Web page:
An elliptical machine with handles is one of the few cardio machines that can provide you with both a lower and upper-body workout, as your arms are involved in both pushing and pulling the handles while your legs rotate.

This means that you will burn more calories, as your entire body is in motion. The same Harvard study mentioned above found that an 84kg participant would burn 378 calories in a 30-minute elliptical session. Once you get the most out of your elliptical machine, you can burn fat and build muscle simultaneously with the resistance function. 

Elliptical machine vs rowing machine

(Image credit: Getty Images)

Elliptical machine: Cons

“While the low-impact aspect of this machine can be a positive, it can also be a negative,” says Mansour. 

“You do need a level of impact in your daily life to keep your joints and bones strong. If you don’t expose them to impact, then they will never adapt and get stronger.”

However, for people simply looking to burn calories and fat, the elliptical trainer is an extremely useful machine, as the low-impact nature means muscle soreness will be low – meaning you may be able to do it again the next day.

Rowing Machine vs Elliptical Machine: The Final Say

Both machines will help you lose weight if you stick to a targeted training programme, and they are both especially useful if you are recovering from injury due to their low-impact nature and the fact that they work the entire body.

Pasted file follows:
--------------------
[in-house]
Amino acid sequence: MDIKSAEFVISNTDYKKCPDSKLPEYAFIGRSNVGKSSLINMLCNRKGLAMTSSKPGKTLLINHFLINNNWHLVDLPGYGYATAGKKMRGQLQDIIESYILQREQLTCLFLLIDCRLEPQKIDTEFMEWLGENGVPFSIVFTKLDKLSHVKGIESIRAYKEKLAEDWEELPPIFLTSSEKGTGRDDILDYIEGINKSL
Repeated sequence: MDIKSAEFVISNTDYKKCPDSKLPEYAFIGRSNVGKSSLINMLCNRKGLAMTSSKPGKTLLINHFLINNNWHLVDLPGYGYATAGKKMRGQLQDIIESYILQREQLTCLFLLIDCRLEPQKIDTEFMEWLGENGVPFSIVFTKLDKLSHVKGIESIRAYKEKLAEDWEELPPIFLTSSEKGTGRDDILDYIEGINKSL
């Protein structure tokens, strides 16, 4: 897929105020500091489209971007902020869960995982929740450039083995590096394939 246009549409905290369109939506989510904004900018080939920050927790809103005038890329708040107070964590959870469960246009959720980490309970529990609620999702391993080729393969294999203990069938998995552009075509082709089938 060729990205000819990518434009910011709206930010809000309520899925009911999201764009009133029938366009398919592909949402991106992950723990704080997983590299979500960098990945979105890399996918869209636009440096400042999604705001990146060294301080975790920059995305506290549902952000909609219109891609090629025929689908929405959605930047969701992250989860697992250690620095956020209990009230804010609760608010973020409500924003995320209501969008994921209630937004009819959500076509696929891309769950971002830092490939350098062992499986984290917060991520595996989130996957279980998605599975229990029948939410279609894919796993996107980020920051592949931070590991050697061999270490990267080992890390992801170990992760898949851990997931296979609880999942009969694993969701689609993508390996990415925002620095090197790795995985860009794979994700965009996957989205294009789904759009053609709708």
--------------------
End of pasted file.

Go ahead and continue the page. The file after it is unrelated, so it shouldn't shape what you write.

In terms of an overall workout, the rowing machine edges it as you use almost every muscle in your body during use. However, as Mansour says, you need to pay attention to your form to ensure you get the most out of your session and avoid injury over time. The rower does tend to put more emphasis on your biceps and upper back compared to the elliptical machine, which focuses more on the quads, hamstrings, calves and glutes.

The elliptical is ideal if you are prone to injury and are looking to keep impact on your joints to a minimum while still raising your heart rate and burning calories.

The key if you are looking to lose weight, whether you choose rowing machines or elliptical trainers, is to build regular HIIT workouts into your training. These are high-intensity session where you raise your heart rate by working harder and faster for a short period of time, before a short rest and repeating the interval.

Both machines are useful for high-intensity sessions due to the fact that they have many variables you can control, such as the amount of resistance. So you can push yourself to the limit whatever your level of fitness and burn a ton of fat in the process.

Howard Calvert
Howard Calvert

Howard is a freelance health and fitness journalist and copywriter. He has written for publications including ShortList, Runner’s World, Trail Running, Women’s Running, Red Bulletin, Wareable and Cycling Weekly. He enjoys nothing more than lacing up his trail shoes and heading out to explore new trails. He’s run ultramarathons everywhere from the French Alps and Canadian mountains to the Welsh coast and Peak District. When not running, he’s usually found hitting his local MTB singletrack trails or on a quest to find the country’s best cinnamon bun.